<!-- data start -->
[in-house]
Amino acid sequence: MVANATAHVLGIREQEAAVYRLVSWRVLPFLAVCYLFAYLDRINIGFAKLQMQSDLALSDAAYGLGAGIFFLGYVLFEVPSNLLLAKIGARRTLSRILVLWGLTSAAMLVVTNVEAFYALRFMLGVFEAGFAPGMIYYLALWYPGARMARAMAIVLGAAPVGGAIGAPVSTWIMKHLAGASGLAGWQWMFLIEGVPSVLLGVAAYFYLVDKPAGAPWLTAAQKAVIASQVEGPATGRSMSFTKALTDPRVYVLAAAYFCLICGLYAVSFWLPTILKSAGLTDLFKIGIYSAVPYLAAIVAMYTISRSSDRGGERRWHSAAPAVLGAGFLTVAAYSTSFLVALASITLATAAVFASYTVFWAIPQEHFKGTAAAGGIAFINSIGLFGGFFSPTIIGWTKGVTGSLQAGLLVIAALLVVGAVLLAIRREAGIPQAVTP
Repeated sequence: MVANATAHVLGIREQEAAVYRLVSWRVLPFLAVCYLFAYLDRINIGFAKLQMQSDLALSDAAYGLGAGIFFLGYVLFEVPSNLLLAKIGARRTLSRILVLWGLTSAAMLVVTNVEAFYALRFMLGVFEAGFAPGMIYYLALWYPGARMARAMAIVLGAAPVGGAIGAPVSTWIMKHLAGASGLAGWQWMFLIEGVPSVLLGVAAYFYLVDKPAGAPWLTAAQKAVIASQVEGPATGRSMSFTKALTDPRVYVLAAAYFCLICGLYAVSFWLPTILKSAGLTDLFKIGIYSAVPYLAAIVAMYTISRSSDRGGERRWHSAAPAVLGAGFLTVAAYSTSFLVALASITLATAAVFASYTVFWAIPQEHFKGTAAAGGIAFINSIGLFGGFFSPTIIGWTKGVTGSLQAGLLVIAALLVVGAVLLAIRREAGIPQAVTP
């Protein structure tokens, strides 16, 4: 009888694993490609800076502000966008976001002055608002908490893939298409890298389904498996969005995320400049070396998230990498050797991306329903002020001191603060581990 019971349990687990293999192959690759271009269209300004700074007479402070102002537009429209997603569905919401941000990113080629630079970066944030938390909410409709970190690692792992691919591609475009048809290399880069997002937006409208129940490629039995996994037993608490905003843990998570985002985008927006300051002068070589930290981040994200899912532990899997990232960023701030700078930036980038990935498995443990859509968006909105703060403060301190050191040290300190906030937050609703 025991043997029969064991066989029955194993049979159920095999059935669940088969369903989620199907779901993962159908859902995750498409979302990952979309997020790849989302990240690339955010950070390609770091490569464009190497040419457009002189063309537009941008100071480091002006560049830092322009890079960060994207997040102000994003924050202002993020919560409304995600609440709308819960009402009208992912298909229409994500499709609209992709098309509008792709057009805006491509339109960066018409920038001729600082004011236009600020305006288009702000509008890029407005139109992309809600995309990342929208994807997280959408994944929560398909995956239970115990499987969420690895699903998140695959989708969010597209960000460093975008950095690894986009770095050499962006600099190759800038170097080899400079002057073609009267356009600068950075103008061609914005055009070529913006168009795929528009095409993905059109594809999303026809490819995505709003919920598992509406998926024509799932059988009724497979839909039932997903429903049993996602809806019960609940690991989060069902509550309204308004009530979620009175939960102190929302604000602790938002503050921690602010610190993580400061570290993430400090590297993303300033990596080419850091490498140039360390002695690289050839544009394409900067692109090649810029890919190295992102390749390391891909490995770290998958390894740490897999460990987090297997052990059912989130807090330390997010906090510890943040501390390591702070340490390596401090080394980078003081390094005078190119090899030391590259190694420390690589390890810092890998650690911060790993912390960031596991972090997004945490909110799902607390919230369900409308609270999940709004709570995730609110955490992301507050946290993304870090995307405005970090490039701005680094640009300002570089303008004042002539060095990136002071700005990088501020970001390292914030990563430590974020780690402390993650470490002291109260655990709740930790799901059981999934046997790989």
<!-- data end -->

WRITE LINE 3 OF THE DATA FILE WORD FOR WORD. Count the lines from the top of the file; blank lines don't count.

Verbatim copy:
Repeated sequence: MVANATAHVLGIREQEAAVYRLVSWRVLPFLAVCYLFAYLDRINIGFAKLQMQSDLALSDAAYGLGAGIFFLGYVLFEVPSNLLLAKIGARRTLSRILVLWGLTSAAMLVVTNVEAFYALRFMLGVFEAGFAPGMIYYLALWYPGARMARAMAIVLGAAPVGGAIGAPVSTWIMKHLAGASGLAGWQWMFLIEGVPSVLLGVAAYFYLVDKPAGAPWLTAAQKAVIASQVEGPATGRSMSFTKALTDPRVYVLAAAYFCLICGLYAVSFWLPTILKSAGLTDLFKIGIYSAVPYLAAIVAMYTISRSSDRGGERRWHSAAPAVLGAGFLTVAAYSTSFLVALASITLATAAVFASYTVFWAIPQEHFKGTAAAGGIAFINSIGLFGGFFSPTIIGWTKGVTGSLQAGLLVIAALLVVGAVLLAIRREAGIPQAVTP